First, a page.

Tracks 2, 4, and 6 are from Susman’s solo piano studies, Quiet Rhythms, Book 1. Susman wrote the first book of Quiet Rhythms in 2010. Books 2 through 4 were written between 2010 and 2013. Each book contains eleven Prologues and Actions (as a set, considered 1 piece) for a total of forty-four pieces.
Susman’s Prologue and Action sets function similarly to the more traditional Prelude and Fugue, in that the Prologue sets up the upcoming harmonic rhythm in the Action. The pieces in Book 1 are harmonically based in the geometry of the beginning of the Fibonacci series (each number is added to the one before it to create quickly expanding numbers), 1 1 2 3 5 8 13 and beyond. All this math, with nary an odd time signature!
Italian pianist and composer Francesco di Fiore, a longtime champion of Susman’s music, performs three of the Quiet Rhythms pieces from Book 1; numbers 1, 5, and 7. Di Fiore’s performances are subtle and energetic, with an eye for clarity; not a single note gets lost, even in the washy moments. At times it almost sounds like 2 pianists playing; one using pedal and one without. These are truly impressive and thoughtful renderings of the Quiet Rhythms.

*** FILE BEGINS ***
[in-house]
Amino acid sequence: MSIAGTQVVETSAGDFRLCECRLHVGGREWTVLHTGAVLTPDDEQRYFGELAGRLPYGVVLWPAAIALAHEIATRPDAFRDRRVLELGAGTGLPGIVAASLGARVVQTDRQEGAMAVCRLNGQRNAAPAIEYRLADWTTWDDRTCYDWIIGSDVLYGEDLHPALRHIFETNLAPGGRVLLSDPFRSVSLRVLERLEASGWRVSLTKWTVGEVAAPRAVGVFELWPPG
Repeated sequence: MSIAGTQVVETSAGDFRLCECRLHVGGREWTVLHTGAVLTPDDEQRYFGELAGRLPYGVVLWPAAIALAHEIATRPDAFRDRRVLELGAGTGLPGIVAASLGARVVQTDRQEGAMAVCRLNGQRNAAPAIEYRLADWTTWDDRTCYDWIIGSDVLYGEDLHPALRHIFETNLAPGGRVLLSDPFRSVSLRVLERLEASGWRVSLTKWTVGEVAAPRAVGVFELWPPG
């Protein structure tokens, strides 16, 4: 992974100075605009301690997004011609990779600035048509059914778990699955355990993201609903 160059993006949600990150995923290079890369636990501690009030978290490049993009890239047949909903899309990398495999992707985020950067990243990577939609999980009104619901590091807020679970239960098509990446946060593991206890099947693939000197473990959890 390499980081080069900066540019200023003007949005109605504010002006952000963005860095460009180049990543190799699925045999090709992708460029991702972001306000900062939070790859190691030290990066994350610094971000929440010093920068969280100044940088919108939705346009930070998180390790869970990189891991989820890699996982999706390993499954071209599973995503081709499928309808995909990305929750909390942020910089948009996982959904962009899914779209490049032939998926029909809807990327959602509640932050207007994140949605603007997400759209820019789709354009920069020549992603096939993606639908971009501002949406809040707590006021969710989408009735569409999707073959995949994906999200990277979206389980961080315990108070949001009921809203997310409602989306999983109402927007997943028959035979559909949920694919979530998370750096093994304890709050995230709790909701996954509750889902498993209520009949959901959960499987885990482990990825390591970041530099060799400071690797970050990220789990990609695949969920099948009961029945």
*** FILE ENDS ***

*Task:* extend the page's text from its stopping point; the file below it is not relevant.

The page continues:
As with Aria, Seven Scenes for Four Flutes is on one track, so the scenes are presented as a whole. Patricia Zuber multi-tracked all four flute parts, and skillfully did so. Often, multi-tracked chamber music sounds stiff and the distance in the parts can be heard. This is not the case here; Zuber plays the four parts almost as though she is four different characters in her own chamber ensemble. Each of the seven scenes is evocative; geometric shapes come to mind. Movement 1, “Build,” contains the same thematic material as the last track of the album, Quiet Rhythms No. 7. There is a sense of hopeful rising and falling. Movement 2, “Swirl,” is very short and is filled with fast arpeggios. The third movement, “Echo,” uses one of Susman’s familiar clave patterns, bounced around like in a house of mirrors. There are micro and macro patterns here; augmentation and diminution of the rhythms. Movement four, Weave, consists of sinuous lines interspersed with a repeating flute staccato, like a ticking clock.